Towards the end of our trip we made our way to the place I was most looking forward to see – Sossusvlei and ultimately Deadvlei. This is the area of the Namib desert that is world famous for it’s towering red dunes and dead trees. We stayed in a campground right outside of the park, and were first in line pre-dawn to make sure we didn’t miss the gorgeous sunrise.
We arrived at an area called Dune 45, which is the famous dune that they have open to the public for those willing to try the long and sliding trek to the top. We started the climb prior to the sun rising; below is a picture of Adriana in front of me on the walk up the dune. The next photo is the view from the top of the dune prior to the sun crossing the horizon. To get a sense of scale you can see in the distance another early riser with his equipment out to capture the scene as well.
And then the sun started to rise. I captured this photo right when it was breaking the horizon. I used a circular polarising filter on my lens that allowed the sun to twinkle a bit without being fully blown out.
I always find times like these to be almost nerve-wracking. First of all it’s an incredibly beautiful moment. Even though the sun rises every single day, each occurrence is awe-inspiring. And trying to capture that on camera when you’re at an equally awe-inspiring location can be difficult. I know wedding photographers fret over not getting that perfect picture for the bride – well I worry about not getting an image that really captures my feeling of the moment. More on that in a bit….
In this picture of Adriana you can start to see the light hitting the dunes in the background (and you can see the sunlight isn’t on her face yet). I know that photographers (myself included in the coming generalization) often talk about light. How important it is, how it changes the look of photos, how critical time of day is because of the angle of sunlight, etc. Well if there was ever a place in my life that seemed to change color every 30 seconds, this was it. If the sun went behind a cloud, the color changed. If it popped out and only shone on the tips of the dunes, then the tips of the dunes were dramatically different in color to the rest of the sand. It was just incredible to see how much the landscape changed based on where I was looking and what the sun was doing at that precise second. The two photos below were taken exactly 5 minutes apart according to the EXIF data and you can see the difference in color.
You can also see the cloud cover is changing. It was unfortunate (as you’ll see in my next post on Deadvlei) that we had cloudy skies for the rest of our morning with only sporadic bits of blue peeking through. That being said, it did give a different view of the desert that few people get to see.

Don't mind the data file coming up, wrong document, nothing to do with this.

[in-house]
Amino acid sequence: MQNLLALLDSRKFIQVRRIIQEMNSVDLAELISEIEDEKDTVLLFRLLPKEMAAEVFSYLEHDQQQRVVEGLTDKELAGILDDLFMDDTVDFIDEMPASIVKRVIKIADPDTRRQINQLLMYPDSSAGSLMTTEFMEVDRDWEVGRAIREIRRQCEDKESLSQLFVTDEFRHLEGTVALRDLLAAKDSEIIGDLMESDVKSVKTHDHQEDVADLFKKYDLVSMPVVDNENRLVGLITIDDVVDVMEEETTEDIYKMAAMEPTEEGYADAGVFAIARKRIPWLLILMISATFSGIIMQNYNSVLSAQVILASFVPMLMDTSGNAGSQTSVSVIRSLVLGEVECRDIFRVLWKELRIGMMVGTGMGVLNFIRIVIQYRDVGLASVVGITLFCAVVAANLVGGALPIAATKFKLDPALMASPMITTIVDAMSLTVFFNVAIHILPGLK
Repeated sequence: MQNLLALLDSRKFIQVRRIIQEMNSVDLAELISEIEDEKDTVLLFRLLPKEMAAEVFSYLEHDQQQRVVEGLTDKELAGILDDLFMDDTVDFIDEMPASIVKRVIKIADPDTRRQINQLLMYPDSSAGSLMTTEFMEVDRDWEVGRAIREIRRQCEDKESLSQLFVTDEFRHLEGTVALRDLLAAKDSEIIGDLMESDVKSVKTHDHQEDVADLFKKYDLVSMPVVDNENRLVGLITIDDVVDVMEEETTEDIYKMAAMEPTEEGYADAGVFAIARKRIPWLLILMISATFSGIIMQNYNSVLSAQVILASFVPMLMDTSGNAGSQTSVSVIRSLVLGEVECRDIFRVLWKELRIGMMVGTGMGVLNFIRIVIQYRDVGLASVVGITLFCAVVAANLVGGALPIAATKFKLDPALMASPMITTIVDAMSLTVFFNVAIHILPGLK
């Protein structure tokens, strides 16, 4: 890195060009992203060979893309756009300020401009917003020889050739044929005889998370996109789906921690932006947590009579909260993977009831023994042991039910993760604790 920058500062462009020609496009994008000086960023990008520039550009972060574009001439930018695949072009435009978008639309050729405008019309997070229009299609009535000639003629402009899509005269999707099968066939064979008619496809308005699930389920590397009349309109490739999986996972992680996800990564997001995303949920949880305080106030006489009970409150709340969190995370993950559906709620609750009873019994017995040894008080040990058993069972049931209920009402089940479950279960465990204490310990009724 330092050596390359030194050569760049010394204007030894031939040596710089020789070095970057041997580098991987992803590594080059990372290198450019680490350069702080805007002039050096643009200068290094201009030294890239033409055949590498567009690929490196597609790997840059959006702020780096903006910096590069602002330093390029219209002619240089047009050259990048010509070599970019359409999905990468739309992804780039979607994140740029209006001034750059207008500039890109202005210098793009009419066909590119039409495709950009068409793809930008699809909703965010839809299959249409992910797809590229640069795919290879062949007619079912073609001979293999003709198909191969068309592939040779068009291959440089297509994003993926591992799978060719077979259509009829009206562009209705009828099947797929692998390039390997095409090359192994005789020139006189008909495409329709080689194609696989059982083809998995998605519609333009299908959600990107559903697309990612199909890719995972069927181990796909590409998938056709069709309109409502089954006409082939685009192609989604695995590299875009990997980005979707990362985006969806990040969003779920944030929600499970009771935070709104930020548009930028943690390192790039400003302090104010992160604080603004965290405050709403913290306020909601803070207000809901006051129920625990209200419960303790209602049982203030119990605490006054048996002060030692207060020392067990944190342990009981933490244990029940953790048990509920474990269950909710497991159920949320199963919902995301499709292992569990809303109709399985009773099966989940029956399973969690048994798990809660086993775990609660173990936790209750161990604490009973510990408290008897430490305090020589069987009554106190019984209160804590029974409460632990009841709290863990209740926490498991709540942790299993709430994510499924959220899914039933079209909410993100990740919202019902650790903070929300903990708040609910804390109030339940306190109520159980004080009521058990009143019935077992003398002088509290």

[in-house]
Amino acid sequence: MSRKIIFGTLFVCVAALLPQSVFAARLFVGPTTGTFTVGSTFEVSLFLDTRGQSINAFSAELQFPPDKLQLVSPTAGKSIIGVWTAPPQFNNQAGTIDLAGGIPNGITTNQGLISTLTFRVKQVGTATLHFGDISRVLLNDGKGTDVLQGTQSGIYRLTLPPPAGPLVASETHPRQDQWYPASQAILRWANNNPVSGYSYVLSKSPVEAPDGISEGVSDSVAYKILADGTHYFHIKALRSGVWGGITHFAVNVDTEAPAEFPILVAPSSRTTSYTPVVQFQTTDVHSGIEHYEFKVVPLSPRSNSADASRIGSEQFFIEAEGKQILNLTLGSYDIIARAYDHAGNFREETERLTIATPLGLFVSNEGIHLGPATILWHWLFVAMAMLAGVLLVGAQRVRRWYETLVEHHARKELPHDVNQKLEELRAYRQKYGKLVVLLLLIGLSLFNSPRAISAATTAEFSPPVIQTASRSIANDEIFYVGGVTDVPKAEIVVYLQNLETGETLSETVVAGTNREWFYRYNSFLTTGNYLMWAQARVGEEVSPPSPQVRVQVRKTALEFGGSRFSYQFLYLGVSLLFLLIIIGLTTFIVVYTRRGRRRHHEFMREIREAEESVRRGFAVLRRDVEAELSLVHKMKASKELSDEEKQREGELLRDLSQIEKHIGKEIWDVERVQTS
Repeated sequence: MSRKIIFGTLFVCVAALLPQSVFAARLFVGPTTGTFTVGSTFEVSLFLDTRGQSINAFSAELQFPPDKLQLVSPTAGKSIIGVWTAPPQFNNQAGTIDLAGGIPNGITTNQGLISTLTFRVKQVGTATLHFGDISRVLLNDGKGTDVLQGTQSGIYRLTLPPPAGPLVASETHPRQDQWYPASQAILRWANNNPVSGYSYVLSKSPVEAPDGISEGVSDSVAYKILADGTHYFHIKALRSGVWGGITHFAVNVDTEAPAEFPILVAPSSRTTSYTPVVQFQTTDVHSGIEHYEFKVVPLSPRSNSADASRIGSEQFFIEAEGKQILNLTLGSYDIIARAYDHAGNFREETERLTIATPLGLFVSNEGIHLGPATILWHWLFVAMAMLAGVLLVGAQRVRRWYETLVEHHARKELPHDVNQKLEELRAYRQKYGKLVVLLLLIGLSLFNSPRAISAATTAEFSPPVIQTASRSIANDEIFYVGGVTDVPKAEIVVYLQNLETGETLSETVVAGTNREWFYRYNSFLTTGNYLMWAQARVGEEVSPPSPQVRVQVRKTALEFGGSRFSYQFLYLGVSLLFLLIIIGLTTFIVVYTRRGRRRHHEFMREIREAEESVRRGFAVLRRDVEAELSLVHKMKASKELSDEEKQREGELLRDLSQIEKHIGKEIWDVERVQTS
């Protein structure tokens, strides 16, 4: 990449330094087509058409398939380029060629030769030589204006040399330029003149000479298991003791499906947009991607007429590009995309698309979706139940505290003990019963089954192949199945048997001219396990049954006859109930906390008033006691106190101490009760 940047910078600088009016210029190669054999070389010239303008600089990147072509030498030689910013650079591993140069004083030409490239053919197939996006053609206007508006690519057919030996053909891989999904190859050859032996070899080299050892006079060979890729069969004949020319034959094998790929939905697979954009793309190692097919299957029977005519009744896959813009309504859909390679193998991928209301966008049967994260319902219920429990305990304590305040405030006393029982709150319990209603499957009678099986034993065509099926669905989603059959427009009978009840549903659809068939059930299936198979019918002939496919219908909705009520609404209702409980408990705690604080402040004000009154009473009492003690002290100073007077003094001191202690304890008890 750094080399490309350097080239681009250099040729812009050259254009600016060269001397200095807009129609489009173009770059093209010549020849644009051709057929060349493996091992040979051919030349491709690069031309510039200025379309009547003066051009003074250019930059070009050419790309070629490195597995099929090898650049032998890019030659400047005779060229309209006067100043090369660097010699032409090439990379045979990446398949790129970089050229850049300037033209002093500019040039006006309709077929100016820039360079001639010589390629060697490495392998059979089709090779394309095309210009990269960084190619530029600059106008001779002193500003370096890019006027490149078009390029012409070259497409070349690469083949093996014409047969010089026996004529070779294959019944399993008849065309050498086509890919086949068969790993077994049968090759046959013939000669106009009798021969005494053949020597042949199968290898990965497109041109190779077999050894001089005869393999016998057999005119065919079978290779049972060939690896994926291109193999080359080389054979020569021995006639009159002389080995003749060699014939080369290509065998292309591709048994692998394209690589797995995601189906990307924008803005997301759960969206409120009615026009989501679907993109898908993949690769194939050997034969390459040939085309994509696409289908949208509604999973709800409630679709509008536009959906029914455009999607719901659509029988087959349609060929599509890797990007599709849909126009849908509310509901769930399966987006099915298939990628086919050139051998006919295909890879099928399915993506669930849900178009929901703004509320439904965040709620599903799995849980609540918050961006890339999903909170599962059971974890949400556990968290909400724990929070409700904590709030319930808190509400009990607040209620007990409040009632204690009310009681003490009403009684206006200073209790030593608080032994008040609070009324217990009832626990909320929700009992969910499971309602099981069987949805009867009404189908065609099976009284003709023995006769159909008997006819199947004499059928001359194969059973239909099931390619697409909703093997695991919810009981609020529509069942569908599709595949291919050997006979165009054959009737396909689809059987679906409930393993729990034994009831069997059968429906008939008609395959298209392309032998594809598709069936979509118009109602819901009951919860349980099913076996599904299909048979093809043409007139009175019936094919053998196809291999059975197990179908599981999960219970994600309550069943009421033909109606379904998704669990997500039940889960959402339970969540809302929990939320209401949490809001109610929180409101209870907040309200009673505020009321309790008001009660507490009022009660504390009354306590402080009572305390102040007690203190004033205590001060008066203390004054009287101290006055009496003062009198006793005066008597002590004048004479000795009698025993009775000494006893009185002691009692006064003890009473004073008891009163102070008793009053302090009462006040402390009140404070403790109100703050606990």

Eventually it was time to start heading down and start our hike, but not before I took a picture of the two of us, and Adriana took a quick snap of me at the top of the dune. And now I go back to my earlier comment about capturing the moment. These pictures are my favorite of the bunch – it was my birthday and the entire trip to Namibia was a gift from Adriana, and I really feel that this picture of the two of us at the top of a red sand dune in Sossusvlei is what I’ll remember the most.
Just because I’ll remember them most doesn’t mean I stopped taking pictures! Far from it! On the walk down the sun was getting brighter, the clouds were moving in and out of the frame and I got some pictures I’m pretty pleased with. Both of the below pics were taken on the walk down, one looking up and backwards, the other looking down to the parking lot.
In the picture above I introduced a bit of “glow” from OnOne Software. I think it added an ethereal effect and I especially like what it did to the sun. I’m sure some won’t like it but it adds a bit of variety to the photos.
The pictures below are some others I took on the way down; I slid the aperture wide open to create a small window of focus in the middle of the “small dunes” that are created in the sand.
I also took this picture of Adriana on the way down. This is a great shot proving yet again how much the light changes the color. This was taken a little bit later after the sun had risen higher in the sky.
Once we arrived at the bottom (and after eating a bit of a surprise b-day cake!) I took a few more photos. I was trying to capture the grandiose size of the dunes in the pictures below, so it was critical to make sure there was something to compare them to (hence the trees or shrubs). I wish I had another crack at these; I’ve seen postcards and other travel photos of the dunes that are absolutely incredible in showing their size.
And finally a few pictures from the bottom. This is the sign for Dune 45 (the one pictured above and the one that we climbed). You also see another picture of the sign with the parking lot in the background and the resolute hikers making their way to the top.
The last set of photos are of our hike. After climbing Dune 45, we took a 5 km hike into the desert to arrive at Deadvlei. The hike was great, but a bit frustrating. Because of the cloud cover I didn’t get the contrast of the bright blue sky with the red dunes. But also because of the cloud cover, the hike itself was very enjoyable with no sun beating down on us! Anyway here are the last few pics from our hike to Deadvlei. The last picture is of the actual clay pan with the dead acacia trees. Those pictures will be in my next post on Namibia, so you’ll have to wait!
Finally, if you’re interested in getting a closer look at any of these pictures please click on it and you’ll get a nice big image. If you’re interested in owning one of these photos (without a watermark), please click on the thumbnail below or check out my portfolio on SmugMug. And as always, thanks for reading!